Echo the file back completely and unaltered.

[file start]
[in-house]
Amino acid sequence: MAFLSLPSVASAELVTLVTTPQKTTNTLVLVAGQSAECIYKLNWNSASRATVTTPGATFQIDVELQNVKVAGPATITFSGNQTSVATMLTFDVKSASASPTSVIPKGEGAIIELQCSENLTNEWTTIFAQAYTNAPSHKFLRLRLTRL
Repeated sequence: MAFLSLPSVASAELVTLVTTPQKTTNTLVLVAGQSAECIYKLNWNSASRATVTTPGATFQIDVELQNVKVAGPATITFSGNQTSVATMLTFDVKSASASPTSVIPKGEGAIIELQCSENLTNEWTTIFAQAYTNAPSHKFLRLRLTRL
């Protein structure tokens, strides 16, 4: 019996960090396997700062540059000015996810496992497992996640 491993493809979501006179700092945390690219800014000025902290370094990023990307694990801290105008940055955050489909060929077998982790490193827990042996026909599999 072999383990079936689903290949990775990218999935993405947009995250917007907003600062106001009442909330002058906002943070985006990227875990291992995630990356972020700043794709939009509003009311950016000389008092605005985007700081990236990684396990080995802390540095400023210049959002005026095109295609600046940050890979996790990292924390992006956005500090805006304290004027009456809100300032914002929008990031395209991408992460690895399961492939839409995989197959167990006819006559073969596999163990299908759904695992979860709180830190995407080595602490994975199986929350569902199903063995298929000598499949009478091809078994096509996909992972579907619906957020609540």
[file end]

[in-house]
Amino acid sequence: MAFLSLPSVASAELVTLVTTPQKTTNTLVLVAGQSAECIYKLNWNSASRATVTTPGATFQIDVELQNVKVAGPATITFSGNQTSVATMLTFDVKSASASPTSVIPKGEGAIIELQCSENLTNEWTTIFAQAYTNAPSHKFLRLRLTRL
Repeated sequence: MAFLSLPSVASAELVTLVTTPQKTTNTLVLVAGQSAECIYKLNWNSASRATVTTPGATFQIDVELQNVKVAGPATITFSGNQTSVATMLTFDVKSASASPTSVIPKGEGAIIELQCSENLTNEWTTIFAQAYTNAPSHKFLRLRLTRL
């Protein structure tokens, strides 16, 4: 019996960090396997700062540059000015996810496992497992996640 491993493809979501006179700092945390690219800014000025902290370094990023990307694990801290105008940055955050489909060929077998982790490193827990042996026909599999 072999383990079936689903290949990775990218999935993405947009995250917007907003600062106001009442909330002058906002943070985006990227875990291992995630990356972020700043794709939009509003009311950016000389008092605005985007700081990236990684396990080995802390540095400023210049959002005026095109295609600046940050890979996790990292924390992006956005500090805006304290004027009456809100300032914002929008990031395209991408992460690895399961492939839409995989197959167990006819006559073969596999163990299908759904695992979860709180830190995407080595602490994975199986929350569902199903063995298929000598499949009478091809078994096509996909992972579907619906957020609540």